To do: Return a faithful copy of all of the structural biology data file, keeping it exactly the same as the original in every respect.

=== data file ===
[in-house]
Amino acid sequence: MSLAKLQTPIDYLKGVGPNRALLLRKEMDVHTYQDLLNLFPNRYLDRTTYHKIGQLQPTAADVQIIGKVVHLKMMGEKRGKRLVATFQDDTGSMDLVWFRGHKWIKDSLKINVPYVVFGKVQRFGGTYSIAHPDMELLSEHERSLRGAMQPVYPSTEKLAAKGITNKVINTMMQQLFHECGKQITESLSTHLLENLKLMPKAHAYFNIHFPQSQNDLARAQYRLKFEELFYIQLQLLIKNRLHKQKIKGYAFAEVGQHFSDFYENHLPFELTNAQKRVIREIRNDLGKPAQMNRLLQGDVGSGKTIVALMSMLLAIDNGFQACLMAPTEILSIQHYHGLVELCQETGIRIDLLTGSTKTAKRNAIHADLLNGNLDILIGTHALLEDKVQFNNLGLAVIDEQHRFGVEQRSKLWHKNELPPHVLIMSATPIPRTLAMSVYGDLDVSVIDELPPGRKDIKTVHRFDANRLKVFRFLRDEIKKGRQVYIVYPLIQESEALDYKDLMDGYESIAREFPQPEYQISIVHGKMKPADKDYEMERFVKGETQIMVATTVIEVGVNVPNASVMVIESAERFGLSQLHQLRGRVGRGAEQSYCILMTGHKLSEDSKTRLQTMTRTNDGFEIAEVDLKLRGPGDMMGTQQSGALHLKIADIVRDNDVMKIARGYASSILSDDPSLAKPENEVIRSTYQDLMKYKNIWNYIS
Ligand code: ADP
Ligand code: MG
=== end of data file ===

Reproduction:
[in-house]
Amino acid sequence: MSLAKLQTPIDYLKGVGPNRALLLRKEMDVHTYQDLLNLFPNRYLDRTTYHKIGQLQPTAADVQIIGKVVHLKMMGEKRGKRLVATFQDDTGSMDLVWFRGHKWIKDSLKINVPYVVFGKVQRFGGTYSIAHPDMELLSEHERSLRGAMQPVYPSTEKLAAKGITNKVINTMMQQLFHECGKQITESLSTHLLENLKLMPKAHAYFNIHFPQSQNDLARAQYRLKFEELFYIQLQLLIKNRLHKQKIKGYAFAEVGQHFSDFYENHLPFELTNAQKRVIREIRNDLGKPAQMNRLLQGDVGSGKTIVALMSMLLAIDNGFQACLMAPTEILSIQHYHGLVELCQETGIRIDLLTGSTKTAKRNAIHADLLNGNLDILIGTHALLEDKVQFNNLGLAVIDEQHRFGVEQRSKLWHKNELPPHVLIMSATPIPRTLAMSVYGDLDVSVIDELPPGRKDIKTVHRFDANRLKVFRFLRDEIKKGRQVYIVYPLIQESEALDYKDLMDGYESIAREFPQPEYQISIVHGKMKPADKDYEMERFVKGETQIMVATTVIEVGVNVPNASVMVIESAERFGLSQLHQLRGRVGRGAEQSYCILMTGHKLSEDSKTRLQTMTRTNDGFEIAEVDLKLRGPGDMMGTQQSGALHLKIADIVRDNDVMKIARGYASSILSDDPSLAKPENEVIRSTYQDLMKYKNIWNYIS
Ligand code: ADP
Ligand code: MG